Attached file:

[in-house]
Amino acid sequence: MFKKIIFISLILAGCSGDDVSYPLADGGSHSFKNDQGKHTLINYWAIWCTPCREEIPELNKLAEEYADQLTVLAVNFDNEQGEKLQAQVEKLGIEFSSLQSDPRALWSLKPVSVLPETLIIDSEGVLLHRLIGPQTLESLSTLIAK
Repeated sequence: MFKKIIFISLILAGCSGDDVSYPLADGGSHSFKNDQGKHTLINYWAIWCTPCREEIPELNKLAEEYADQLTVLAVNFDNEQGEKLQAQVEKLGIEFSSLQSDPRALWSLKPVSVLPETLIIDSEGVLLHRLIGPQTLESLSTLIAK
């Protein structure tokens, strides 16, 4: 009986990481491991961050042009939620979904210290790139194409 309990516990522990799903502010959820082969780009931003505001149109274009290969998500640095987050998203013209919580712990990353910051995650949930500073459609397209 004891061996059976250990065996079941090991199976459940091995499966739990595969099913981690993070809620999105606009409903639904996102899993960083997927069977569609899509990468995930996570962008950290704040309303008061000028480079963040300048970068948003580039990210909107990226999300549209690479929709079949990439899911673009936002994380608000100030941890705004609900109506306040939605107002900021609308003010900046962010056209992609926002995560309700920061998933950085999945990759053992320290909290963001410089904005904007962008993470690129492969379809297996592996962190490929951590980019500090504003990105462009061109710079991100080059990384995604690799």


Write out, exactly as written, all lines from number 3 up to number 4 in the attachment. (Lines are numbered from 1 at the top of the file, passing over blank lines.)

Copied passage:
Repeated sequence: MFKKIIFISLILAGCSGDDVSYPLADGGSHSFKNDQGKHTLINYWAIWCTPCREEIPELNKLAEEYADQLTVLAVNFDNEQGEKLQAQVEKLGIEFSSLQSDPRALWSLKPVSVLPETLIIDSEGVLLHRLIGPQTLESLSTLIAK
């Protein structure tokens, strides 16, 4: 009986990481491991961050042009939620979904210290790139194409 309990516990522990799903502010959820082969780009931003505001149109274009290969998500640095987050998203013209919580712990990353910051995650949930500073459609397209 004891061996059976250990065996079941090991199976459940091995499966739990595969099913981690993070809620999105606009409903639904996102899993960083997927069977569609899509990468995930996570962008950290704040309303008061000028480079963040300048970068948003580039990210909107990226999300549209690479929709079949990439899911673009936002994380608000100030941890705004609900109506306040939605107002900021609308003010900046962010056209992609926002995560309700920061998933950085999945990759053992320290909290963001410089904005904007962008993470690129492969379809297996592996962190490929951590980019500090504003990105462009061109710079991100080059990384995604690799």